This was not, however, a return to an "original understanding" of the Second Amendment, as Justice Antonin Scalia claimed for the majority. It's not that the Founding Fathers were against the idea of an individual right to bear arms. It just was not an issue that concerned them."

www.washingtonpost.com

#12 | Posted by Corky at 2018-10-10 09:05 PM | Reply | Newsworthy 2

#12 | POSTED BY CORK

*angry his team can't legislate from the bench.

#13 | Posted by SheepleSchism at 2018-10-10 09:06 PM | Reply

You better start open carrying guns when you protest or prepare to get your ass kicked.

#14 | Posted by Ben_Berkkake at 2018-10-10 09:37 PM | Reply

*angry his team can't legislate from the bench.

There's a team legislating from the bench?
Which team is it?
Yours?

#15 | Posted by snoofy at 2018-10-10 09:42 PM | Reply

#12 | Posted by Corky

There's an opinion piece in the WaPo, then there's a scholarly article that concludes otherwise.

These views [an individual right to bear arms] were adopted by the framers, both Federalists and Antifederalists. Neither group trusted government. Both believed the greatest danger to the new republic was tyrannical government and that the ultimate check on tyranny was an armed population. It is beyond dispute that the second amendment right was to serve the same public purpose as advocated by the English theorists. The check on all government, not simply the federal government, was the armed population, the militia. Government would not be accorded the power to create a select militia since such a body would become the government's instrument. The whole of the population would comprise the militia. As the constitutional debates prove, the framers recognized that the common public purpose of preserving freedom would be served by protecting each individual's right to arms, thus empowering the people to resist tyranny and preserve the republic. The intent was not to create a right for other governments, the individual states; it was to preserve the people's right to a free state, just as it says.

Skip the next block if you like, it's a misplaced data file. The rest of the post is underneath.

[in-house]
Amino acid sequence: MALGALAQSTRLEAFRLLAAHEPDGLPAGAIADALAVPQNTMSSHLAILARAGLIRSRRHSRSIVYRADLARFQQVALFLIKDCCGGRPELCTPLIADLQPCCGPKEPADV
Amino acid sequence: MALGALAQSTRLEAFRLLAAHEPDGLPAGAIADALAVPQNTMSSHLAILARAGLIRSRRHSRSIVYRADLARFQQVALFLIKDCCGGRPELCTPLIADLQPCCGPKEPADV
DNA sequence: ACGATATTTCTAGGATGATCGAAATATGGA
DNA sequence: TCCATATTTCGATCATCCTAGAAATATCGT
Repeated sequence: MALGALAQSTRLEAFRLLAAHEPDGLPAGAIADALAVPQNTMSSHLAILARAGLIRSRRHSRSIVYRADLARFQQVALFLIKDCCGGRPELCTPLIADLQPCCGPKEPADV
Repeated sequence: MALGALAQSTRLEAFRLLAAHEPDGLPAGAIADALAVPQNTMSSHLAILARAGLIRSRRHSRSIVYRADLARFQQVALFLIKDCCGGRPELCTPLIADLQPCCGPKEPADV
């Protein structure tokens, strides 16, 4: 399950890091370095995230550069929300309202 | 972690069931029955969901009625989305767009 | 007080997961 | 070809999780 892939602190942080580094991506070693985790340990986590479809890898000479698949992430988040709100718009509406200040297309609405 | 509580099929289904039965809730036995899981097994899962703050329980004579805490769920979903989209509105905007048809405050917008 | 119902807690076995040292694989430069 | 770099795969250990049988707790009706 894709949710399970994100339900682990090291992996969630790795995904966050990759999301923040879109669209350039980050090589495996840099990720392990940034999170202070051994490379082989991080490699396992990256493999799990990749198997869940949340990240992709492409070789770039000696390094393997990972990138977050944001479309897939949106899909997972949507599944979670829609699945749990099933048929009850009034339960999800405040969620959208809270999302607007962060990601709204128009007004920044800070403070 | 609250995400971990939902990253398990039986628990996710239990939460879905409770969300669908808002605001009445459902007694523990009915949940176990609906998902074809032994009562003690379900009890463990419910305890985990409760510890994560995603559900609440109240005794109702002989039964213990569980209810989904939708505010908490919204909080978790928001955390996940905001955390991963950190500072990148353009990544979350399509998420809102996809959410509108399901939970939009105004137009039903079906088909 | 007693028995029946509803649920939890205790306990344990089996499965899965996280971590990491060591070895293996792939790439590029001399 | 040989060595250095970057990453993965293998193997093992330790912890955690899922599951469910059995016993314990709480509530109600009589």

The History of the Second Amendment
scholar.valpo.edu

#16 | Posted by et_al at 2018-10-10 10:11 PM | Reply

- There's an opinion piece in the WaPo, then there's a scholarly article

That's pretty funny.

It's an article by this guy, who happens to agree with many other scholars about the 2nd and about Scalia.

cuhk.academia.edu

Or perhaps you prefer:

www.newyorker.com

newrepublic.com

www.theatlantic.com

Or maybe: In his new book, The Second Amendment: A Biography, Michael Waldman, president of the Brennan Center for Justice at New York University...